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  • Writer's pictureTamara McKenzie

A Comprehensive Customer Onboarding Checklist for Consistent and Delightful Experiences

Providing a consistent onboarding experience for customers is crucial to the success of any business. To achieve this, it is important to have a comprehensive checklist that guides all teams to deliver well-executed, consistent, and delightful experiences.

Let's unpack how each aspect of the checklist can act as a template for your team to deliver each part of the onboarding process.

1. Streamline sales-customer success workflow

One of the biggest challenges in large enterprise businesses is the lack of a handoff between sales and customer success teams. This can result in a canned response to customer questions from the customer success team, which can negatively affect the customer experience. To overcome this issue, it is essential to share notes about the client seamlessly across the sales process at the CRM level with your account and customer success teams. This way, your teams welcoming the client into your product have clear expectations set from the start on what pain areas to guide the client to create a great first impression.

2. Create a client profile summary

Understanding the client's pain points is one piece of the grand client onboarding puzzle. Another helpful strategy is to compile information to know how your client is positioned in the market, with insights into how your product can enable new opportunities for your client. To achieve this, have the onboarding team create a questionnaire to understand their customers' pain points in detail. These insights should be accessible to the key stakeholders on the client end, complete with the customer's roles, key personality traits, contact information, and social media handles. This client summary can help your team personalize their conversations in the onboarding process, thus creating a great rapport from the beginning of the client onboarding relationship.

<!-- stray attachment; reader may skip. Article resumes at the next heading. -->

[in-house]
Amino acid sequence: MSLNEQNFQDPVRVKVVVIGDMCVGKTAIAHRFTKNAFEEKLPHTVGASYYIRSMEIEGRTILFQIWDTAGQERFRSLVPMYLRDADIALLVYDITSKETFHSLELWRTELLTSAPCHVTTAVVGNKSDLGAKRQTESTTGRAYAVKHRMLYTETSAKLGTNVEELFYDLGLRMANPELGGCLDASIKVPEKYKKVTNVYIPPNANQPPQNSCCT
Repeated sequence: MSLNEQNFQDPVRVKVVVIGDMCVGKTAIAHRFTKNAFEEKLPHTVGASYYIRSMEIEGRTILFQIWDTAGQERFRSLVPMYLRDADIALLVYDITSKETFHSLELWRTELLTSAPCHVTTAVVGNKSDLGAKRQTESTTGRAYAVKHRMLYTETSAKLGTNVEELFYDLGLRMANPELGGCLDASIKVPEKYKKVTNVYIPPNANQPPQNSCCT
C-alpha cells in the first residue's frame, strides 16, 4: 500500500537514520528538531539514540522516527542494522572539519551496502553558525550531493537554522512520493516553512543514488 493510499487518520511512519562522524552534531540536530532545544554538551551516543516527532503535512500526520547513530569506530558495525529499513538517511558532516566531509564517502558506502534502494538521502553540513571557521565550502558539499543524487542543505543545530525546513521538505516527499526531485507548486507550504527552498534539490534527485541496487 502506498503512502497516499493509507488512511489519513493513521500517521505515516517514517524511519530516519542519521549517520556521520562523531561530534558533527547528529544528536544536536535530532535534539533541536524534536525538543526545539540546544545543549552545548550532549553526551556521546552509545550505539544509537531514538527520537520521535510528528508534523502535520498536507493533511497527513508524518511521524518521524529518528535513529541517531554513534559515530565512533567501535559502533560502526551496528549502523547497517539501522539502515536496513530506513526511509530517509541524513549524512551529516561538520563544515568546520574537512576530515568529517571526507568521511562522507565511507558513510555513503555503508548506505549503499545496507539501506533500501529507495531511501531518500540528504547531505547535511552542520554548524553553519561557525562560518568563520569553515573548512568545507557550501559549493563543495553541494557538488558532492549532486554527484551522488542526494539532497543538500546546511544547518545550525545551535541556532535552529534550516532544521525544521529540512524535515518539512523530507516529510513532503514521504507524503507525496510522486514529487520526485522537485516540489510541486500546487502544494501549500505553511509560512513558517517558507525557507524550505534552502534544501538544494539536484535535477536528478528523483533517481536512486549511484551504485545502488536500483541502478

3. Organize all paperwork and contacts

It's incredible how much you can impact the customer experience simply by getting organized. When onboarding assets are living piecemeal between someone's inbox, shared folders, and the CRM, important things are bound to get missed. To avoid this, organize all customer-facing collateral, including the legal paperwork, training materials, knowledge base articles, and product walkthrough videos, in a single location for your onboarding team to access. Ensure that the right teams have editing rights to this collateral, and provide them with the means to edit it if multiple updates on your product or service can make these documents outdated.

4. Create a client welcome kit

A welcome kit doesn't have to be a big undertaking. Even a basic, automated send of useful materials creates a welcoming, orienting experience for new users. To ensure that you have welcome email and follow-up sequences across multiple channels (like Slack) created and personalized for your client with their logos and preferences in mind. These welcome sequences could also include kickoff meetings with the clients with a dedicated set of contacts within your team to hand-hold them through your business and product.

5. Automate access provisioning for your client